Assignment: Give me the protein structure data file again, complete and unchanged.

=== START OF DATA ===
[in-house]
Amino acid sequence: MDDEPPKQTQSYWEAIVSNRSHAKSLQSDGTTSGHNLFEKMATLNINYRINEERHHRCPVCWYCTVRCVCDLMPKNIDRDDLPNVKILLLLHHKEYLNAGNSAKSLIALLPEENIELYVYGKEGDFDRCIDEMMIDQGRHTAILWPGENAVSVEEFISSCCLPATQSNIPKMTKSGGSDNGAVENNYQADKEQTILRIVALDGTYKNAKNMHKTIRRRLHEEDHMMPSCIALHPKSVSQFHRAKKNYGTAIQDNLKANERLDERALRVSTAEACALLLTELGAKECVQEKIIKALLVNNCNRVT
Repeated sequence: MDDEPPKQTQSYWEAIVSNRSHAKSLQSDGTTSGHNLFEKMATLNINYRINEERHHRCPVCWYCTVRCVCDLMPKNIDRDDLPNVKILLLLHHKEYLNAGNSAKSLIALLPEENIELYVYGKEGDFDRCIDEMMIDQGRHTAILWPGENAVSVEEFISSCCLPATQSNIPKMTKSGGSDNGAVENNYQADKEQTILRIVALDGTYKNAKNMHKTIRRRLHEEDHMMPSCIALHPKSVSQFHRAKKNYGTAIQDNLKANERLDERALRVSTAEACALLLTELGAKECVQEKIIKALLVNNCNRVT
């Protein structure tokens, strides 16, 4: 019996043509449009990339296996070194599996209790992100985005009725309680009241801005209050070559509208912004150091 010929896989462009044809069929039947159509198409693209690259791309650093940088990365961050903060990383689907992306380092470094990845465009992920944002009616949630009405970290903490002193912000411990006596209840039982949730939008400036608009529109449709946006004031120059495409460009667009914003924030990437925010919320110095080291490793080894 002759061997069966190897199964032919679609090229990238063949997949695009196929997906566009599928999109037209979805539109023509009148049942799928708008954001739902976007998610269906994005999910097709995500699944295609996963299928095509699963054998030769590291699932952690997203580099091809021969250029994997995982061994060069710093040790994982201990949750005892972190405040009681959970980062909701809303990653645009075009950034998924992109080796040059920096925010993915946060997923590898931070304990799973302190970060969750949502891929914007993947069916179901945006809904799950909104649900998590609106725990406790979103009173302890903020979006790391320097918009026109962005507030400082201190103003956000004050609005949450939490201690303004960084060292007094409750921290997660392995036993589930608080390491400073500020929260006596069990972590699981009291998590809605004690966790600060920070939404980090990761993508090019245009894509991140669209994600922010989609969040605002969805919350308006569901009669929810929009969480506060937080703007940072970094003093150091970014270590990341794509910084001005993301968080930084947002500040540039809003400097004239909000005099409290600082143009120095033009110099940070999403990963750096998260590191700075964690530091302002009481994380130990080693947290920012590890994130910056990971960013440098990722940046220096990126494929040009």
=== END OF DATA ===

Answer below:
[in-house]
Amino acid sequence: MDDEPPKQTQSYWEAIVSNRSHAKSLQSDGTTSGHNLFEKMATLNINYRINEERHHRCPVCWYCTVRCVCDLMPKNIDRDDLPNVKILLLLHHKEYLNAGNSAKSLIALLPEENIELYVYGKEGDFDRCIDEMMIDQGRHTAILWPGENAVSVEEFISSCCLPATQSNIPKMTKSGGSDNGAVENNYQADKEQTILRIVALDGTYKNAKNMHKTIRRRLHEEDHMMPSCIALHPKSVSQFHRAKKNYGTAIQDNLKANERLDERALRVSTAEACALLLTELGAKECVQEKIIKALLVNNCNRVT
Repeated sequence: MDDEPPKQTQSYWEAIVSNRSHAKSLQSDGTTSGHNLFEKMATLNINYRINEERHHRCPVCWYCTVRCVCDLMPKNIDRDDLPNVKILLLLHHKEYLNAGNSAKSLIALLPEENIELYVYGKEGDFDRCIDEMMIDQGRHTAILWPGENAVSVEEFISSCCLPATQSNIPKMTKSGGSDNGAVENNYQADKEQTILRIVALDGTYKNAKNMHKTIRRRLHEEDHMMPSCIALHPKSVSQFHRAKKNYGTAIQDNLKANERLDERALRVSTAEACALLLTELGAKECVQEKIIKALLVNNCNRVT
């Protein structure tokens, strides 16, 4: 019996043509449009990339296996070194599996209790992100985005009725309680009241801005209050070559509208912004150091 010929896989462009044809069929039947159509198409693209690259791309650093940088990365961050903060990383689907992306380092470094990845465009992920944002009616949630009405970290903490002193912000411990006596209840039982949730939008400036608009529109449709946006004031120059495409460009667009914003924030990437925010919320110095080291490793080894 002759061997069966190897199964032919679609090229990238063949997949695009196929997906566009599928999109037209979805539109023509009148049942799928708008954001739902976007998610269906994005999910097709995500699944295609996963299928095509699963054998030769590291699932952690997203580099091809021969250029994997995982061994060069710093040790994982201990949750005892972190405040009681959970980062909701809303990653645009075009950034998924992109080796040059920096925010993915946060997923590898931070304990799973302190970060969750949502891929914007993947069916179901945006809904799950909104649900998590609106725990406790979103009173302890903020979006790391320097918009026109962005507030400082201190103003956000004050609005949450939490201690303004960084060292007094409750921290997660392995036993589930608080390491400073500020929260006596069990972590699981009291998590809605004690966790600060920070939404980090990761993508090019245009894509991140669209994600922010989609969040605002969805919350308006569901009669929810929009969480506060937080703007940072970094003093150091970014270590990341794509910084001005993301968080930084947002500040540039809003400097004239909000005099409290600082143009120095033009110099940070999403990963750096998260590191700075964690530091302002009481994380130990080693947290920012590890994130910056990971960013440098990722940046220096990126494929040009």